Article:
Yesterday the principal told me that I made it through to the next round of the district-level Teacher of the Year competition. That means we’re down to about 15 or 20 semifinalists out of 160 nominees. I was honored and thrilled, or at least as thrilled as I can get.
So I asked what was next. He said that some district personnel would be paying me a visit Friday (i.e., this) morning. Later I got a call saying they’d be in around quarter-to-nine. This presented a problem. The problem was not the short notice. It makes perfect sense that I’d get as little notice as possible so that I couldn’t stage a dog-and-pony show.
No, the problem was that I had scheduled a practice test for this morning, so the district personnel would get to observe how I administer tests.
The district folks turned up at maybe ten minutes to nine. There were five of them. My kids were working on their tests…
…and I watched the hell out of them. I strolled back and forth across the front of the room. I walked up and down the aisles, tiptoeing over student backpacks. I checked my watch to see how much time was left, and double-checked the clock to make sure the stopping-time I wrote on the board was correct. A student asked me for a pencil–I gave him one. With an eraser. And this one time, I strategically switched from having my hands in my jacket pockets to having them clasped behind my back–and not one single student was distracted.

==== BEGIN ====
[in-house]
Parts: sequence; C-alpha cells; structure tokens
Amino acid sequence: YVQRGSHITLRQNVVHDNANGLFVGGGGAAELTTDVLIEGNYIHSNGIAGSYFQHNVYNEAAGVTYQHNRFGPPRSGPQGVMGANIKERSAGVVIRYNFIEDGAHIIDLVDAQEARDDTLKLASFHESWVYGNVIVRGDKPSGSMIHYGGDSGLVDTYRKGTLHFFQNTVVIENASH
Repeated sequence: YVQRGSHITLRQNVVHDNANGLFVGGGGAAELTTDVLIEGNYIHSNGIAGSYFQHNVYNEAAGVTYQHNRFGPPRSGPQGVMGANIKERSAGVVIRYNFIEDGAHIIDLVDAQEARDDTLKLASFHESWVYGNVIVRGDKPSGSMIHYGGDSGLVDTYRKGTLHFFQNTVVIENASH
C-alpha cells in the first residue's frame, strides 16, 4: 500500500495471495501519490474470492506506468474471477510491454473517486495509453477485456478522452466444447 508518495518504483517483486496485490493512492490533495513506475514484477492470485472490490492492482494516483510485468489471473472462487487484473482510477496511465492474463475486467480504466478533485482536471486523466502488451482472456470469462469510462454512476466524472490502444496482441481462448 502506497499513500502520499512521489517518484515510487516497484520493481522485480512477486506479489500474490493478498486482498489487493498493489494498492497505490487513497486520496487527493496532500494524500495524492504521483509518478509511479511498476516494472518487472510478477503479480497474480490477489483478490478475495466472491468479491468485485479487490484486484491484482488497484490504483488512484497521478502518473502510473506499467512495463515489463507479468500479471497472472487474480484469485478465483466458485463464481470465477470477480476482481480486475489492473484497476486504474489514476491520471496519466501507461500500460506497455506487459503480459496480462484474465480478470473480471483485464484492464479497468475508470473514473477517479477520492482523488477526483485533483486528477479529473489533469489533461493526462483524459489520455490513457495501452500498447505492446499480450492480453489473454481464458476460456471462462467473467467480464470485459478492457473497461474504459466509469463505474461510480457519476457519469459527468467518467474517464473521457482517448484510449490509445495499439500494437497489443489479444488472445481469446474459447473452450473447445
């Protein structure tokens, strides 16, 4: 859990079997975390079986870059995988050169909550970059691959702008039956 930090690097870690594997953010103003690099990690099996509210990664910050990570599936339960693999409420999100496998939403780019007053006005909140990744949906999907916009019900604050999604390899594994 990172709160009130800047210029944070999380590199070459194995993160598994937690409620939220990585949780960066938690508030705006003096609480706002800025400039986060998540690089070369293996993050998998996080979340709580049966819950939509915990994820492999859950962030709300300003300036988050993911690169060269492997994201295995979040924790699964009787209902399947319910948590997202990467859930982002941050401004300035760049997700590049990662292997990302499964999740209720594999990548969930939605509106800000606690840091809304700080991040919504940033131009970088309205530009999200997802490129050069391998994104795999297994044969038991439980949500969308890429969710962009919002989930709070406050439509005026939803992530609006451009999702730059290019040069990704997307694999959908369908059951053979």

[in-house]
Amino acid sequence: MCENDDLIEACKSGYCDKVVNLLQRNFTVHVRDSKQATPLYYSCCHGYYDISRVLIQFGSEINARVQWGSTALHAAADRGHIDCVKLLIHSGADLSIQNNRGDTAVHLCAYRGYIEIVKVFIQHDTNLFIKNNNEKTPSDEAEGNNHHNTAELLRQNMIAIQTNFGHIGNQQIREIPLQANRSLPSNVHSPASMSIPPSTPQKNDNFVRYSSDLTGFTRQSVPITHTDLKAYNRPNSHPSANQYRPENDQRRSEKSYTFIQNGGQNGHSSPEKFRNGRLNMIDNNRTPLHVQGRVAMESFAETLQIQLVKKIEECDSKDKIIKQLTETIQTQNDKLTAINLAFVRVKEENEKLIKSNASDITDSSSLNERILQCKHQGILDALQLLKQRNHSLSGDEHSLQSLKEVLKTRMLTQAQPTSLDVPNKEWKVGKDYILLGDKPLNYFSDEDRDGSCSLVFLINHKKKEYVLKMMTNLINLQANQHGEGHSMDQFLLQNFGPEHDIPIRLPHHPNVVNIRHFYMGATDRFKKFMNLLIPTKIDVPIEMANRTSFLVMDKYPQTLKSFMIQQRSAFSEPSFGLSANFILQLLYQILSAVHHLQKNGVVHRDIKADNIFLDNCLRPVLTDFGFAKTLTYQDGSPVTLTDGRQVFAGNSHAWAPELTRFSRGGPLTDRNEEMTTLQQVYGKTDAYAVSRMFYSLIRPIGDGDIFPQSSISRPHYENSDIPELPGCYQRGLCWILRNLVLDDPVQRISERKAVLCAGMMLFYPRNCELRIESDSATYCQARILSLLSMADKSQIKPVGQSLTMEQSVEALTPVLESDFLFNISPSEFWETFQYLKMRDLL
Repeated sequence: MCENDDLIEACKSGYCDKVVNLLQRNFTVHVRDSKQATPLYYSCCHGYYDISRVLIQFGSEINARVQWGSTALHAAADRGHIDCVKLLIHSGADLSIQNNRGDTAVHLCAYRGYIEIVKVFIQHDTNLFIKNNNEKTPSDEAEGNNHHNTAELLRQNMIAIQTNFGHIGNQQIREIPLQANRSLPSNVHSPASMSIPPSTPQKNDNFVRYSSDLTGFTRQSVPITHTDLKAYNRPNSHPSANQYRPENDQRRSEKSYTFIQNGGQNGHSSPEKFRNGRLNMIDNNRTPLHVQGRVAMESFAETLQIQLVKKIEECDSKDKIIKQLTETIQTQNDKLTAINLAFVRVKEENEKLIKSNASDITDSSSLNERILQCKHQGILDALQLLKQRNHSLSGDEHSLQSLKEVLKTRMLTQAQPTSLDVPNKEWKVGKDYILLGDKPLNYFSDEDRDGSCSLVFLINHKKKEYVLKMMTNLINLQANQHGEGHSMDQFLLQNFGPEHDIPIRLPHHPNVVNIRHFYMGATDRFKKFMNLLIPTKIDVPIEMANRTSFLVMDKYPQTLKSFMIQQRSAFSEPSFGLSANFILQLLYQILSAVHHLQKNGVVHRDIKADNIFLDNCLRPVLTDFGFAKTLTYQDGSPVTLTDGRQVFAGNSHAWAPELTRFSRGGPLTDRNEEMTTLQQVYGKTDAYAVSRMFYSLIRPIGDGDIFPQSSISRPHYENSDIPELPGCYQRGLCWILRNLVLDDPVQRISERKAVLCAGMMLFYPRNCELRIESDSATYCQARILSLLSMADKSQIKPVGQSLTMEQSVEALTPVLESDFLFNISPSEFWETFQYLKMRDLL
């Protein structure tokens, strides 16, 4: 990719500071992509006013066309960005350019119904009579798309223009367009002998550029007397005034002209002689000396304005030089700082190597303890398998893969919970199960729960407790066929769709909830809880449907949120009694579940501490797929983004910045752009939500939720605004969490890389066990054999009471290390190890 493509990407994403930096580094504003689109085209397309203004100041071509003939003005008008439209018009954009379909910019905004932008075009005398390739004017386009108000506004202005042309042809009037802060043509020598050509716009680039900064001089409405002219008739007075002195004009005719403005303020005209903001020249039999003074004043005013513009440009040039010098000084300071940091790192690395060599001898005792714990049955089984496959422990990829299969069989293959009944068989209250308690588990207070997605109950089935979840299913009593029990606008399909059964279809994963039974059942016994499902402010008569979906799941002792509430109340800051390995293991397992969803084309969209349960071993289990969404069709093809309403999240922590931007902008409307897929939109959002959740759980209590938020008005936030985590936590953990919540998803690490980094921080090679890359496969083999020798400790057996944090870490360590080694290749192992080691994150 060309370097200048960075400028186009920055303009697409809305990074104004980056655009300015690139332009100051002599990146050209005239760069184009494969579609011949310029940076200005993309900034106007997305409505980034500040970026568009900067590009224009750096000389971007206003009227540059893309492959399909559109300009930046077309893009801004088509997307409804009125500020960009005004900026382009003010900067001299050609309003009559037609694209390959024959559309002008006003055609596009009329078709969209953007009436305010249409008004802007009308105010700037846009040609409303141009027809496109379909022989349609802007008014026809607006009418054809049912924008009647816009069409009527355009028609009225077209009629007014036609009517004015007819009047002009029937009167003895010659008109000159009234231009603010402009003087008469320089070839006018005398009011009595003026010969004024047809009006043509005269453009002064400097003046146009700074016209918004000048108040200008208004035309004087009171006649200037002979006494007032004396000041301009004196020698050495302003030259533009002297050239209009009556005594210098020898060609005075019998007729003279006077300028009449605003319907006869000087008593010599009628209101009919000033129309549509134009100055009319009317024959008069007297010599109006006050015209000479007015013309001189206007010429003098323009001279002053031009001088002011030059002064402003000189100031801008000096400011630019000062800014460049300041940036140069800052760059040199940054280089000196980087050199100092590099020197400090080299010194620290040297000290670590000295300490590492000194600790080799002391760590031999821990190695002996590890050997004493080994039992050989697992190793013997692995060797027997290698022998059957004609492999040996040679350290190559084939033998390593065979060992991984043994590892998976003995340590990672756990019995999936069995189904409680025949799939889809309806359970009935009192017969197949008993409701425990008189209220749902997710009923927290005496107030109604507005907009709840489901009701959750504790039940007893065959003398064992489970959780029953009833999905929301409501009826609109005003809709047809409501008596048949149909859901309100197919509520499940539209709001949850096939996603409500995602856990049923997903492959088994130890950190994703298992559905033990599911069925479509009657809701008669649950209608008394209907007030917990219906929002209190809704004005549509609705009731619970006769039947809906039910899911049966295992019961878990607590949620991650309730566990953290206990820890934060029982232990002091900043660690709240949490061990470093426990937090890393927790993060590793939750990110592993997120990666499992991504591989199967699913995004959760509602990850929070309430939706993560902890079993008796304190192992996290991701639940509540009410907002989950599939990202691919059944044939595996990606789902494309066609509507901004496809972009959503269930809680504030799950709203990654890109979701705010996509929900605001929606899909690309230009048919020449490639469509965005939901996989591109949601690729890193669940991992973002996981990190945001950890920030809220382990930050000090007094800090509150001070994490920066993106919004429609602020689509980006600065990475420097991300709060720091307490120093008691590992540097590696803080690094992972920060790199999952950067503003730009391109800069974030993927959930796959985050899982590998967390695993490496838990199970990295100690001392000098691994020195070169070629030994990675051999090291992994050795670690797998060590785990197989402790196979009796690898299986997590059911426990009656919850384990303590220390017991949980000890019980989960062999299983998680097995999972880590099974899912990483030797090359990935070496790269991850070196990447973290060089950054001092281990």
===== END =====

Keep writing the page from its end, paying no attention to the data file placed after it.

With five minutes left, I told them there were five minutes left. And I don’t mean around five minutes, I mean zero five colon zero zero. I gave a one-minute warning exactly four minutes later. When time was up, I called, “time.” I was a test-administering machine.
The district personnel stuck around for about ten more minutes, which included grading the practice tests and beginning a review for next week’s final exam. So they only saw maybe five minutes of actual teaching. But I defy them or anybody to find me even one person in this district who gives a test as well as I do. I’m a lock for the next round.
Off to celebrate.
One thought on “Out of the park.”
Turns out I wasn’t a semifinalist. I was a “regional semifinalist,” and there were far more than 15 of those. Either way, I’m glad my coworkers voted for me, and that I got the help I did from the people I got it from.
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